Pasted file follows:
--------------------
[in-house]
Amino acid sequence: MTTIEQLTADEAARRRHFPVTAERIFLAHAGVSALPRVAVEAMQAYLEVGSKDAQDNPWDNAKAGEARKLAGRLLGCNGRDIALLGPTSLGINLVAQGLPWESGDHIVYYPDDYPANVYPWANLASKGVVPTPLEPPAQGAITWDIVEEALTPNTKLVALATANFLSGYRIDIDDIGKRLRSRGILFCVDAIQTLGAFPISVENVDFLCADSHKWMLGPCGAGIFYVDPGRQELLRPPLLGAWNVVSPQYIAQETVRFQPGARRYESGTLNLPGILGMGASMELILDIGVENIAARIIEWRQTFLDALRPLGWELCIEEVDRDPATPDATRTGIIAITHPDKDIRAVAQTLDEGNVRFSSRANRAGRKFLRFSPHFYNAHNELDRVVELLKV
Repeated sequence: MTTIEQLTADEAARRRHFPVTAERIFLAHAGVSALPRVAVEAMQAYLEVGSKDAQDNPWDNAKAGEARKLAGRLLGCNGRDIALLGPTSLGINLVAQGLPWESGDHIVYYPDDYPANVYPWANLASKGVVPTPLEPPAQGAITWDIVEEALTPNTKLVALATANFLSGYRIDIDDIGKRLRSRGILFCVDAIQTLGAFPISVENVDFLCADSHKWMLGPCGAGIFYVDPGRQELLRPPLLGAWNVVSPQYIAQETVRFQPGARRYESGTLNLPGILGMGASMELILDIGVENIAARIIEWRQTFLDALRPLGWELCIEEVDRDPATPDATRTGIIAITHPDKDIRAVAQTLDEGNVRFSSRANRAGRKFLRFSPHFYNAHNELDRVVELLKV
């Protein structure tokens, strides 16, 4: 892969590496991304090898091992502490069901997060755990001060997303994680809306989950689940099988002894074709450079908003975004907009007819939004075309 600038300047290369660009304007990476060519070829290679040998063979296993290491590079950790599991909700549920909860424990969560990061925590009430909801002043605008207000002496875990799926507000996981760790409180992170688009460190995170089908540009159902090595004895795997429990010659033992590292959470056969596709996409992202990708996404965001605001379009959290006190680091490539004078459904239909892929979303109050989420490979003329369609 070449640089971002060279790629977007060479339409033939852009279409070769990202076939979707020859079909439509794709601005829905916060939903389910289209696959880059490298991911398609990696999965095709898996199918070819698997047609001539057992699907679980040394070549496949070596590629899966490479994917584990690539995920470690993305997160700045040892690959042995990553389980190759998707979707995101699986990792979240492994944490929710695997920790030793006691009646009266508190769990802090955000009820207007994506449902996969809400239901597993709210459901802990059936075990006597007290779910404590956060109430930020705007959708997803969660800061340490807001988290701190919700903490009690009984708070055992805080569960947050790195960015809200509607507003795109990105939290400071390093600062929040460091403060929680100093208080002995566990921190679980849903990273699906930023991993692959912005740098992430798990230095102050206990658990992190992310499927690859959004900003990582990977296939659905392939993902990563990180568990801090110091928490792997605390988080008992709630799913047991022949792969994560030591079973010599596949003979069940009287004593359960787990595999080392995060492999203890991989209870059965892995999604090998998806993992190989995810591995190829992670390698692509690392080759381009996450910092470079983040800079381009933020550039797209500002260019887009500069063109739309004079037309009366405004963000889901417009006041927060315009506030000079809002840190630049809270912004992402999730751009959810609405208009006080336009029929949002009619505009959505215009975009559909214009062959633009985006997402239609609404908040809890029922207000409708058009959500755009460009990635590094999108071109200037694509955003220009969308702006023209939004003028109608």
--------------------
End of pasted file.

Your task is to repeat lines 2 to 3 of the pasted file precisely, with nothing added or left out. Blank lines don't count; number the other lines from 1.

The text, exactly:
Amino acid sequence: MTTIEQLTADEAARRRHFPVTAERIFLAHAGVSALPRVAVEAMQAYLEVGSKDAQDNPWDNAKAGEARKLAGRLLGCNGRDIALLGPTSLGINLVAQGLPWESGDHIVYYPDDYPANVYPWANLASKGVVPTPLEPPAQGAITWDIVEEALTPNTKLVALATANFLSGYRIDIDDIGKRLRSRGILFCVDAIQTLGAFPISVENVDFLCADSHKWMLGPCGAGIFYVDPGRQELLRPPLLGAWNVVSPQYIAQETVRFQPGARRYESGTLNLPGILGMGASMELILDIGVENIAARIIEWRQTFLDALRPLGWELCIEEVDRDPATPDATRTGIIAITHPDKDIRAVAQTLDEGNVRFSSRANRAGRKFLRFSPHFYNAHNELDRVVELLKV
Repeated sequence: MTTIEQLTADEAARRRHFPVTAERIFLAHAGVSALPRVAVEAMQAYLEVGSKDAQDNPWDNAKAGEARKLAGRLLGCNGRDIALLGPTSLGINLVAQGLPWESGDHIVYYPDDYPANVYPWANLASKGVVPTPLEPPAQGAITWDIVEEALTPNTKLVALATANFLSGYRIDIDDIGKRLRSRGILFCVDAIQTLGAFPISVENVDFLCADSHKWMLGPCGAGIFYVDPGRQELLRPPLLGAWNVVSPQYIAQETVRFQPGARRYESGTLNLPGILGMGASMELILDIGVENIAARIIEWRQTFLDALRPLGWELCIEEVDRDPATPDATRTGIIAITHPDKDIRAVAQTLDEGNVRFSSRANRAGRKFLRFSPHFYNAHNELDRVVELLKV